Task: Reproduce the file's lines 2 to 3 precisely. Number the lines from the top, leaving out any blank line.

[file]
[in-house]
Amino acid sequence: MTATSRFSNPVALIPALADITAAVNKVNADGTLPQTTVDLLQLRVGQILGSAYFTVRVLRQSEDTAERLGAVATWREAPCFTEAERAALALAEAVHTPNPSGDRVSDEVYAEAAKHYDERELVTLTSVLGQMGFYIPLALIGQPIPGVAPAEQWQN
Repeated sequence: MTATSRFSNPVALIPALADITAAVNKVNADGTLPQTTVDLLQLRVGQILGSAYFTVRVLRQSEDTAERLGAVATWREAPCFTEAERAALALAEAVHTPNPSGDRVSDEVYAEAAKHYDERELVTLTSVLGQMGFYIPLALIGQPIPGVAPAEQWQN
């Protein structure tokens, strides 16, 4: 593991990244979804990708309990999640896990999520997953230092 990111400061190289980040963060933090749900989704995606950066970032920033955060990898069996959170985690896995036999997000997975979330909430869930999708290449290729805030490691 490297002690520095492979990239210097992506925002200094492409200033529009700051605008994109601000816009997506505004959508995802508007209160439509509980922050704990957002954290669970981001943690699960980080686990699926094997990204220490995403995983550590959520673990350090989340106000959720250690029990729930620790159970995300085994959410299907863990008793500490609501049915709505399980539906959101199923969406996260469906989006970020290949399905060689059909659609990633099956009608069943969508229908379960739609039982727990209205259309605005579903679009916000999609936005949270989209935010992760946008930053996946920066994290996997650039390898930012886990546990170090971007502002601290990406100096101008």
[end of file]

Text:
Amino acid sequence: MTATSRFSNPVALIPALADITAAVNKVNADGTLPQTTVDLLQLRVGQILGSAYFTVRVLRQSEDTAERLGAVATWREAPCFTEAERAALALAEAVHTPNPSGDRVSDEVYAEAAKHYDERELVTLTSVLGQMGFYIPLALIGQPIPGVAPAEQWQN
Repeated sequence: MTATSRFSNPVALIPALADITAAVNKVNADGTLPQTTVDLLQLRVGQILGSAYFTVRVLRQSEDTAERLGAVATWREAPCFTEAERAALALAEAVHTPNPSGDRVSDEVYAEAAKHYDERELVTLTSVLGQMGFYIPLALIGQPIPGVAPAEQWQN